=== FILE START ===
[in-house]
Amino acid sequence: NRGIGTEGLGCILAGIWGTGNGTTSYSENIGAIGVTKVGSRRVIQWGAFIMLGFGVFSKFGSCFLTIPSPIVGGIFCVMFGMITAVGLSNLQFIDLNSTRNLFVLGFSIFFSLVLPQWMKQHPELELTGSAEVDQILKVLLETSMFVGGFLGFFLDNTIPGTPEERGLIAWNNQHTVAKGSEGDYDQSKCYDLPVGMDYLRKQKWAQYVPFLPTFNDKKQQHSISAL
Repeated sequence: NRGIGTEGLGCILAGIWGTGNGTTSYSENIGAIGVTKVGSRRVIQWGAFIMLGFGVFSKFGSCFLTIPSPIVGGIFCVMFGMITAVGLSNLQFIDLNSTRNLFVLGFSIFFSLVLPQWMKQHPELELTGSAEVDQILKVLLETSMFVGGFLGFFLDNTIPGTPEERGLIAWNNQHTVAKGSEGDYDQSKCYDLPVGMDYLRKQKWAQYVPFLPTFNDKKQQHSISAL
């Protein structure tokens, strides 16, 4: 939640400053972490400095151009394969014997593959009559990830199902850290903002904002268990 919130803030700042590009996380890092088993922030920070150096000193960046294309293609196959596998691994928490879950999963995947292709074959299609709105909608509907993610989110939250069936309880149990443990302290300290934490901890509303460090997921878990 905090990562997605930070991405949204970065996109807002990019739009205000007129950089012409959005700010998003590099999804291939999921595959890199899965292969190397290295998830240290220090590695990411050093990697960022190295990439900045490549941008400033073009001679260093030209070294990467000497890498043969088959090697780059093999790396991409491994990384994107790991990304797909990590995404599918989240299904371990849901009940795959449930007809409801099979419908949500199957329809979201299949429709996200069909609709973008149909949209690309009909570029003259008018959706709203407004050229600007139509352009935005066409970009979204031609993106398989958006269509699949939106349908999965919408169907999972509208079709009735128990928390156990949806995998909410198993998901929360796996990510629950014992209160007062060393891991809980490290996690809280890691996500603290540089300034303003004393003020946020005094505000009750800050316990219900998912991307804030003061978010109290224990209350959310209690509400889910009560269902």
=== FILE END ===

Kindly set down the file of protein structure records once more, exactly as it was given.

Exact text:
[in-house]
Amino acid sequence: NRGIGTEGLGCILAGIWGTGNGTTSYSENIGAIGVTKVGSRRVIQWGAFIMLGFGVFSKFGSCFLTIPSPIVGGIFCVMFGMITAVGLSNLQFIDLNSTRNLFVLGFSIFFSLVLPQWMKQHPELELTGSAEVDQILKVLLETSMFVGGFLGFFLDNTIPGTPEERGLIAWNNQHTVAKGSEGDYDQSKCYDLPVGMDYLRKQKWAQYVPFLPTFNDKKQQHSISAL
Repeated sequence: NRGIGTEGLGCILAGIWGTGNGTTSYSENIGAIGVTKVGSRRVIQWGAFIMLGFGVFSKFGSCFLTIPSPIVGGIFCVMFGMITAVGLSNLQFIDLNSTRNLFVLGFSIFFSLVLPQWMKQHPELELTGSAEVDQILKVLLETSMFVGGFLGFFLDNTIPGTPEERGLIAWNNQHTVAKGSEGDYDQSKCYDLPVGMDYLRKQKWAQYVPFLPTFNDKKQQHSISAL
């Protein structure tokens, strides 16, 4: 939640400053972490400095151009394969014997593959009559990830199902850290903002904002268990 919130803030700042590009996380890092088993922030920070150096000193960046294309293609196959596998691994928490879950999963995947292709074959299609709105909608509907993610989110939250069936309880149990443990302290300290934490901890509303460090997921878990 905090990562997605930070991405949204970065996109807002990019739009205000007129950089012409959005700010998003590099999804291939999921595959890199899965292969190397290295998830240290220090590695990411050093990697960022190295990439900045490549941008400033073009001679260093030209070294990467000497890498043969088959090697780059093999790396991409491994990384994107790991990304797909990590995404599918989240299904371990849901009940795959449930007809409801099979419908949500199957329809979201299949429709996200069909609709973008149909949209690309009909570029003259008018959706709203407004050229600007139509352009935005066409970009979204031609993106398989958006269509699949939106349908999965919408169907999972509208079709009735128990928390156990949806995998909410198993998901929360796996990510629950014992209160007062060393891991809980490290996690809280890691996500603290540089300034303003004393003020946020005094505000009750800050316990219900998912991307804030003061978010109290224990209350959310209690509400889910009560269902």